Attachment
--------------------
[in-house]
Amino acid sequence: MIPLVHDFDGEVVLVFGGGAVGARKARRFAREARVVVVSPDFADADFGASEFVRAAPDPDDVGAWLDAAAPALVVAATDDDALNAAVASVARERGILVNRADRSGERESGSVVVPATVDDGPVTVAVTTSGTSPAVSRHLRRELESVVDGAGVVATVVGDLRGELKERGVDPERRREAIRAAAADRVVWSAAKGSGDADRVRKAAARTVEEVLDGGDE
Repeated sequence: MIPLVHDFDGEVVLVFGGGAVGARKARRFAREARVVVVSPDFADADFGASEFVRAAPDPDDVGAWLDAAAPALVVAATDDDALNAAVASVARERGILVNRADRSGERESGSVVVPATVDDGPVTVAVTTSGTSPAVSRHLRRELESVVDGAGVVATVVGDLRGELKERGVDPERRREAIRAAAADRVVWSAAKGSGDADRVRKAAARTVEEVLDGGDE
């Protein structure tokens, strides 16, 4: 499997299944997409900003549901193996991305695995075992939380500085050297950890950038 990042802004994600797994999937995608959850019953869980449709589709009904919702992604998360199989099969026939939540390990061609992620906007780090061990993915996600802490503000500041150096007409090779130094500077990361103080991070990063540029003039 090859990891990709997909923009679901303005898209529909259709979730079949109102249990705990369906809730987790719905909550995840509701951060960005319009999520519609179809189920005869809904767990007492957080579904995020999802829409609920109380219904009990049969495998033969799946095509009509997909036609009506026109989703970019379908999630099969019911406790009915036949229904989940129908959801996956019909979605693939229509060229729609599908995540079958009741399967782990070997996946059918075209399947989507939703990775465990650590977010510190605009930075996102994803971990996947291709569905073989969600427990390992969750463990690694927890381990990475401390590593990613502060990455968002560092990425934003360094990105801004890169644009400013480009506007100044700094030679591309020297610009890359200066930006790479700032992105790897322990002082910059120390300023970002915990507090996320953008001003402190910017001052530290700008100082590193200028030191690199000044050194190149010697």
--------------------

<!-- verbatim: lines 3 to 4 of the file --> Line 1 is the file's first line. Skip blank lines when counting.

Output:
Repeated sequence: MIPLVHDFDGEVVLVFGGGAVGARKARRFAREARVVVVSPDFADADFGASEFVRAAPDPDDVGAWLDAAAPALVVAATDDDALNAAVASVARERGILVNRADRSGERESGSVVVPATVDDGPVTVAVTTSGTSPAVSRHLRRELESVVDGAGVVATVVGDLRGELKERGVDPERRREAIRAAAADRVVWSAAKGSGDADRVRKAAARTVEEVLDGGDE
């Protein structure tokens, strides 16, 4: 499997299944997409900003549901193996991305695995075992939380500085050297950890950038 990042802004994600797994999937995608959850019953869980449709589709009904919702992604998360199989099969026939939540390990061609992620906007780090061990993915996600802490503000500041150096007409090779130094500077990361103080991070990063540029003039 090859990891990709997909923009679901303005898209529909259709979730079949109102249990705990369906809730987790719905909550995840509701951060960005319009999520519609179809189920005869809904767990007492957080579904995020999802829409609920109380219904009990049969495998033969799946095509009509997909036609009506026109989703970019379908999630099969019911406790009915036949229904989940129908959801996956019909979605693939229509060229729609599908995540079958009741399967782990070997996946059918075209399947989507939703990775465990650590977010510190605009930075996102994803971990996947291709569905073989969600427990390992969750463990690694927890381990990475401390590593990613502060990455968002560092990425934003360094990105801004890169644009400013480009506007100044700094030679591309020297610009890359200066930006790479700032992105790897322990002082910059120390300023970002915990507090996320953008001003402190910017001052530290700008100082590193200028030191690199000044050194190149010697």